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Kerr-McGee Reaches Detente in Proxy Fight with Icahn Group

Kerr-McGee Corp.'s proxy battle with financier Carl Icahn and his associates appeared to come to an end last week, but the settlement announced Thursday came at a steep price. The producer said it will buy back $4 billion worth of stock at an all-time high, and announced a plan to sell off "select" U.S. onshore, Gulf of Mexico and North Sea assets, which represent 20-25% of current production and 10-15% of proved reserves.

The announcement sent Kerr-McGee's shares up more than 6% Thursday, but both Standard & Poor's (S&P) and Moody's Investors Service cut the producer's ratings to below investment grade.

Moody's said that Kerr-McGee's proposed share buyback will represent 27-29% of its outstanding shares and will increase its balance sheet debt outstanding about 2.25 times to more than $7.2 billion.

Its higher leverage "exacerbates its weak fundamental operating performance and portfolio durability as shown by inconsistent organic reserves replacement and correspondingly high finding and development costs over the past three years. The downgrade further reflects the time necessary over the medium term for KMG to transform its portfolio from a higher risk predominantly exploration focus to a lower risk balance of exploitation and exploration," said Moody's.

The detente followed a struggle that began in February, when Icahn Partners Master Fund LP and Jana Partners LLC launched a plan to acquire up to $1 billion of Kerr-McGee stock, or up to about 7.5% of the total shares (see NGI, March 7).

Following the announcement, Icahn's group called for changes, insisting Kerr-McGee sell its chemical unit, sell forward energy reserves to lock in higher commodity prices and use cash to buy back $10 billion in stock rather than finance deepwater exploration. The group also announced intentions to nominate two directors to Kerr-McGee's board.

Kerr-McGee announced it would sell its chemical unit, but as demands increased, the producer filed a lawsuit, alleging the group had breached federal antitrust laws and violated the company's bylaws (see NGI, March 14).

Thursday's action followed settlement talks between both sides. Kerr-McGee said Icahn and Jana would "immediately cease proxy solicitation activities...on successful completion of Kerr-McGee's repurchase program," which the producer expects to complete by the middle of May.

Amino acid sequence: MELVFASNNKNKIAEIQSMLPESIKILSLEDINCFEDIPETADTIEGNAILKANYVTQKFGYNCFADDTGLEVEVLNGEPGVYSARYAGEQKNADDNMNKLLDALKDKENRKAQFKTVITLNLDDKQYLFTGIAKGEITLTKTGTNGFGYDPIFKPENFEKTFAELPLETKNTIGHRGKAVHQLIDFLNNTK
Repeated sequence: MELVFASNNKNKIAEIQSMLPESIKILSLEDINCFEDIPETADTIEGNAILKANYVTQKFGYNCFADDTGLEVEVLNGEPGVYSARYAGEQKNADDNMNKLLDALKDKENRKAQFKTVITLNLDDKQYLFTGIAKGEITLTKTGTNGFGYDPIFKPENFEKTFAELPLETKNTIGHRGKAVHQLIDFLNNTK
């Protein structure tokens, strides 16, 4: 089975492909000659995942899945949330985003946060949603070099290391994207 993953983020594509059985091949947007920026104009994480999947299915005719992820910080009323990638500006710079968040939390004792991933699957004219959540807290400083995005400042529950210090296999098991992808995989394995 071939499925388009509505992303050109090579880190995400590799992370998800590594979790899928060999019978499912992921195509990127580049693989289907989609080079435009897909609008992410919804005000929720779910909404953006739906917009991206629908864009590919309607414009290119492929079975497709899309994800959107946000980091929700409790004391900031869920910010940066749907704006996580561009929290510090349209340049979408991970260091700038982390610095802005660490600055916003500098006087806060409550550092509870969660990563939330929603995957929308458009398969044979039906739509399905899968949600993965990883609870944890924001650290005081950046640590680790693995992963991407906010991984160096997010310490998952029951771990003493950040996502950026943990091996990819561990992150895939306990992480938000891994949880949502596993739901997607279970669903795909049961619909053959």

"This settlement enables the company to deliver on its commitment to deliver stockholder value and to advance its strategy as a pure-play exploration and production company," said CEO Luke R. Corbett. "Our conversations with Mr. Icahn and Jana have been productive."

Under the agreement, Kerr-McGee authorized a modified "Dutch Auction" tender offer for up to $4 billion of its common stock, at a price not less than $85/share or more than $92/share. The minimum tender price reflects a 15% premium over the closing stock price on the New York Stock Exchange of $73.97 on April 13. The tender offer is expected to begin on Monday (April 18).

Corbett also said that Kerr-McGee had been "actively engaged in an evaluation of our oil and gas assets to high grade the portfolio to longer-life, less capital intensive properties," and said "the current commodity price environment provides an opportunity to divest of shorter-life properties at attractive values."

Corbett said that "with the proceeds from the separation of the chemical business, divestitures of selected oil and gas assets, and cash flow, which has been underpinned by an expanded hedging program for 2005 through 2007, we expect to be able to reduce debt in the range of approximately $3.5 billion to $4.5 billion during the next two years."

The tender offer replaces the initial $1 billion share repurchase program announced by the company on March 8. Under the initial program, the company repurchased $250 million shares in the open market.

The divestitures are expected to include shorter-life properties located on the Gulf of Mexico shelf, in the North Sea and in undisclosed U.S. onshore areas. With the property sale, Kerr-McGee expects its average reserve life will increase from 9.3 years to 10.3 years. Proved developed reserves are expected to continue to account for 65% of total reserves.

Kerr-McGee's expanded hedging program, which includes a combination of costless collars and fixed-price swaps derivative contracts, now covers 75% of the company's remaining 2005 and 2006 expected eligible production and 50% of its 2007 expected eligible production. Eligible production excludes production from Bohai Bay, China, and gas production from the North Sea.

Kerr-McGee's board of directors also will revise the dividend paid on the company's common stock to a level "consistent with that paid by other pure-play exploration and production companies," it said in a statement. Management has proposed that the annual dividend be reset at 20 cents/share, and the board is expected to revise the dividend to the proposed level for 2Q2005.

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